From: Robina Suwol
Date: 02 Dec 2001
Remote Name: 184.108.40.206
By TAMMY WEBBER
The Associated Press
CHICAGO (AP) - Some children who appear in perfect health have measurable lung damage from exposure to air pollution, researchers found, suggesting such damage could lead to lung disease.
Past research has found that children living in polluted areas have higher rates of lung diseases such as asthma. But a new study is the first to use X-ray imaging to measure changes in children with no symptoms of lung problems, the researchers said.
Chest X-rays of 241 children in Mexico City were compared with those of 19 children living in a small coastal town. Throughout the 20-month study, smog levels in Mexico City exceeded U.S. air quality standards for more than four hours a day on average. Particulate matter - tiny pieces of soot and other materials in the air - also was above U.S. standards.
Researchers found 63 percent of the Mexico City children had excessive inflation of both lungs, said Dr. Lynn Ansley Fordham, an associate professor of radiology and chief of pediatric imaging at the University of North Carolina School of Medicine.
In addition, 52 percent of the urban children had abnormal numbers of interstitial markings - fine lines that could indicate inflammation along the airways, Fordham said.
CT scans of 25 children with the most abnormal X-rays found 10 with mild thickening of the walls of the bronchial airways, eight with air trapped in their lungs and four with unusually prominent central airways. One child had a lung nodule.
In the coastal town, one child had mild over-inflation of the lungs. The rest had no damage.
Lung damage could be a precursor to problems such as pulmonary disease, but the findings also might point to a reliable way to test children early, before lung disease develops, Fordham said.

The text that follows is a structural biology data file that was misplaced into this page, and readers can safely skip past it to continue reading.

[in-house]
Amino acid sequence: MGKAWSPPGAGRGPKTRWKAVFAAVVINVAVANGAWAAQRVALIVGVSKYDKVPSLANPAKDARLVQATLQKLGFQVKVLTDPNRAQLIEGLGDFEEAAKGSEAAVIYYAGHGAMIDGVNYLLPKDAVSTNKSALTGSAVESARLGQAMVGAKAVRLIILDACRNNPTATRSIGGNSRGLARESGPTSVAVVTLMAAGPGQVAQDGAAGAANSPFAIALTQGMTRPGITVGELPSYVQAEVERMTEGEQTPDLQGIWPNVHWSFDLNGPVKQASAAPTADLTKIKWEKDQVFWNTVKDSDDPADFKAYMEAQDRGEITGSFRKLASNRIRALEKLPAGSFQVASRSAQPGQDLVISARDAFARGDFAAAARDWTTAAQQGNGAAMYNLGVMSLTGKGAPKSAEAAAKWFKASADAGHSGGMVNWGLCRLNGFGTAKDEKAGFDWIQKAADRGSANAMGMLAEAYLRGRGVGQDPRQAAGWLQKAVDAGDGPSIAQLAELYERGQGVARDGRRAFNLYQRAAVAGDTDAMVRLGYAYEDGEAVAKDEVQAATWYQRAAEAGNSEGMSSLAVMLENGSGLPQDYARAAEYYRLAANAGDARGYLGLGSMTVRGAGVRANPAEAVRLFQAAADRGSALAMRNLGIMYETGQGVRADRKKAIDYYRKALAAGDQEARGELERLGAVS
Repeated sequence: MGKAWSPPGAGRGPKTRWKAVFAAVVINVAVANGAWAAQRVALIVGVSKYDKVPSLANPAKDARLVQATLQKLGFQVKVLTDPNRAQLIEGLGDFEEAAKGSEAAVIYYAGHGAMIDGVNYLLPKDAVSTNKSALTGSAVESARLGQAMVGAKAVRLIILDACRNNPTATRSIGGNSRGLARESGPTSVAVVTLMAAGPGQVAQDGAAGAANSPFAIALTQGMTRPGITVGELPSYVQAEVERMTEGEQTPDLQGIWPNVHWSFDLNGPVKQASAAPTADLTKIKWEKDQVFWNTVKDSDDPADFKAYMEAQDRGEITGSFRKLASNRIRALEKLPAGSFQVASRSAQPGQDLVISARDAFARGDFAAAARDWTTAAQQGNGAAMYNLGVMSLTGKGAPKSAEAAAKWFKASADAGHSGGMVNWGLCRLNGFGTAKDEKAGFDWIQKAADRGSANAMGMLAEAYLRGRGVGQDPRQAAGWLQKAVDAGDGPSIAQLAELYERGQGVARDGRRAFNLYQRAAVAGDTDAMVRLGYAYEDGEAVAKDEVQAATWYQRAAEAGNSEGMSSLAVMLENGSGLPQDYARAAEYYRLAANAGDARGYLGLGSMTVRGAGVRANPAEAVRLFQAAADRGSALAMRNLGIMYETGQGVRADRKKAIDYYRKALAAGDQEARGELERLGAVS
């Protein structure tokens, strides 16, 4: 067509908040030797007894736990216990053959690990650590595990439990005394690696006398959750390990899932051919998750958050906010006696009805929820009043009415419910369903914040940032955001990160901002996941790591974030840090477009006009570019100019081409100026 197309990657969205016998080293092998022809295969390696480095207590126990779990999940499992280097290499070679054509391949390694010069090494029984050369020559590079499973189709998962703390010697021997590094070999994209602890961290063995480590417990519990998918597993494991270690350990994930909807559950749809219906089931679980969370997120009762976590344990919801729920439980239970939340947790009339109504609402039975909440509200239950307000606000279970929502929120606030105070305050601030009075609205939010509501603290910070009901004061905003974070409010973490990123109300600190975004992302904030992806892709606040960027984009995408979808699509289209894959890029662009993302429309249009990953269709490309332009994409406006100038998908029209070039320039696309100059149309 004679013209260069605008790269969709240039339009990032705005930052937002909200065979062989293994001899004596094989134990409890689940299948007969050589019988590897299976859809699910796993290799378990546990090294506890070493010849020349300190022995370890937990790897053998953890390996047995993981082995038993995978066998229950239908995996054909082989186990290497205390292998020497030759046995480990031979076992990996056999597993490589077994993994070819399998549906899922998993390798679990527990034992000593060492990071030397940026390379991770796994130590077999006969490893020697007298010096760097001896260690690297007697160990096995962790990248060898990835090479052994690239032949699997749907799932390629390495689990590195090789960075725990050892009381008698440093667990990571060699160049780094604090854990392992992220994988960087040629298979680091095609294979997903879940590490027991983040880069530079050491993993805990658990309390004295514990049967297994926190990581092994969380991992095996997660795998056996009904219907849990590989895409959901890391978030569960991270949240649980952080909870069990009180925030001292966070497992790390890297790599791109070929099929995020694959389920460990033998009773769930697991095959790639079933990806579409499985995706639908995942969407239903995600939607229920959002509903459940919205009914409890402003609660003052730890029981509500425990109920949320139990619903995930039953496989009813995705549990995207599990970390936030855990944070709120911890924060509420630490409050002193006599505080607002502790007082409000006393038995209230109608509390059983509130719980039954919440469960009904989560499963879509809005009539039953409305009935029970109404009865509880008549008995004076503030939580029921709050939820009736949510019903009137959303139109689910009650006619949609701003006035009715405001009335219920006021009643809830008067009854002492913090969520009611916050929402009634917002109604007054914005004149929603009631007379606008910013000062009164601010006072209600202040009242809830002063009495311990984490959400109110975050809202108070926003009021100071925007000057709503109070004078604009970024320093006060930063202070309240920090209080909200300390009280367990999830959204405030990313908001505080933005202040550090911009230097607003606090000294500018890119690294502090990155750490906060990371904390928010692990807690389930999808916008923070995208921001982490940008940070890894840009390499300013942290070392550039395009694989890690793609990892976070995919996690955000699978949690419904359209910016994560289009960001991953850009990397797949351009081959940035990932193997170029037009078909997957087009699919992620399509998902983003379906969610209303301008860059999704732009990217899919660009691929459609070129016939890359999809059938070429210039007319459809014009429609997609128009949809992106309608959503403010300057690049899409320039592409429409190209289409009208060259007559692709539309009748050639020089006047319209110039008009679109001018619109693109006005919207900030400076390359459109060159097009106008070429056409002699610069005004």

``X-rays are a relatively inexpensive, easy-to-obtain screening for children,'' said Fordham. ``You can find (problems) and do something for those kids.''
Fordham said some of the children might be helped by vitamins, better diet, and staying inside when air pollution is at its peak.
She and Dr. Lilian Calderon-Garcidueana of the University of North Carolina and the National Institute of Pediatrics in Mexico City presented the study Wednesday at the Radiological Society of North America's annual meeting.
Joel Schwartz, an environmental epidemiologist at Harvard's School of Public Health, said other research has indirectly linked air pollution with respiratory ailments. But to find radiographic evidence of lung abnormalities in seemingly healthy children ``is pretty unusual,'' he said.
The results ``are showing what we suspect - that there are chronic effects that can be seen in the lung that would show up this early ... on X-ray,'' said Schwartz, who was not involved in the study.
Some of the changes, such as airway thickening, might disappear if the children moved to a less polluted area, ``but it would certainly take a long time to reverse,'' Schwartz said.
Although Mexico City is more polluted than U.S. cities, the results can be generalized to other polluted areas, Fordham said. She said a study on euthanized dogs in Mexico found that those from moderately polluted areas - similar to some areas of the United States - had thickening of the lungs' lining, inflammation and particulate matter lodged in the lungs.
The findings might be more severe in dogs because of their poor diets, but ``we presume the same things could be found in people,'' said Fordham, adding that another study of children in a moderately polluted city is planned.
Fordham said it would be difficult to duplicate the study in the United States because of the high rates of asthma and higher levels of indoor air pollution from such things as carpet and glues, which could skew the results. It also was easier to find Mexican children who had lived in the same neighborhood all their lives.
On the Net:
American Lung Association: http://www.lungusa.org/